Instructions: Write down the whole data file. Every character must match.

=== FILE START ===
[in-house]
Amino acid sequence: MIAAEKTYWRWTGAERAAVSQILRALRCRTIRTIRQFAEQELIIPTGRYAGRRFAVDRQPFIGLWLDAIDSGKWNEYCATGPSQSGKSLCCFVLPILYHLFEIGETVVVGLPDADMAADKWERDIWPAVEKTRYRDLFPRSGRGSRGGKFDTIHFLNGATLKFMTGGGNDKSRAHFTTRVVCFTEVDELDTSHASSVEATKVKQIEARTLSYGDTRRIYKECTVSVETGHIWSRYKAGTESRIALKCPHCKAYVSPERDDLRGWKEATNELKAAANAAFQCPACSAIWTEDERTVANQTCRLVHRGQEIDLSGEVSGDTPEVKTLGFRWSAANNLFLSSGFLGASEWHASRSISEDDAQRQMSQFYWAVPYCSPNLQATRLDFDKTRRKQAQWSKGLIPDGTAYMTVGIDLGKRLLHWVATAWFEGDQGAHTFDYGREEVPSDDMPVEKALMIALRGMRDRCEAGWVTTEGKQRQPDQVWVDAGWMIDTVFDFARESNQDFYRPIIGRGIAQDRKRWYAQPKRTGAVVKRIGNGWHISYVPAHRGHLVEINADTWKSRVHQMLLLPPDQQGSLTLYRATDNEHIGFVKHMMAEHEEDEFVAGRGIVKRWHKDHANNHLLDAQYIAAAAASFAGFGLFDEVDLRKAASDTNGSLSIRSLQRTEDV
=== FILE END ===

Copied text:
[in-house]
Amino acid sequence: MIAAEKTYWRWTGAERAAVSQILRALRCRTIRTIRQFAEQELIIPTGRYAGRRFAVDRQPFIGLWLDAIDSGKWNEYCATGPSQSGKSLCCFVLPILYHLFEIGETVVVGLPDADMAADKWERDIWPAVEKTRYRDLFPRSGRGSRGGKFDTIHFLNGATLKFMTGGGNDKSRAHFTTRVVCFTEVDELDTSHASSVEATKVKQIEARTLSYGDTRRIYKECTVSVETGHIWSRYKAGTESRIALKCPHCKAYVSPERDDLRGWKEATNELKAAANAAFQCPACSAIWTEDERTVANQTCRLVHRGQEIDLSGEVSGDTPEVKTLGFRWSAANNLFLSSGFLGASEWHASRSISEDDAQRQMSQFYWAVPYCSPNLQATRLDFDKTRRKQAQWSKGLIPDGTAYMTVGIDLGKRLLHWVATAWFEGDQGAHTFDYGREEVPSDDMPVEKALMIALRGMRDRCEAGWVTTEGKQRQPDQVWVDAGWMIDTVFDFARESNQDFYRPIIGRGIAQDRKRWYAQPKRTGAVVKRIGNGWHISYVPAHRGHLVEINADTWKSRVHQMLLLPPDQQGSLTLYRATDNEHIGFVKHMMAEHEEDEFVAGRGIVKRWHKDHANNHLLDAQYIAAAAASFAGFGLFDEVDLRKAASDTNGSLSIRSLQRTEDV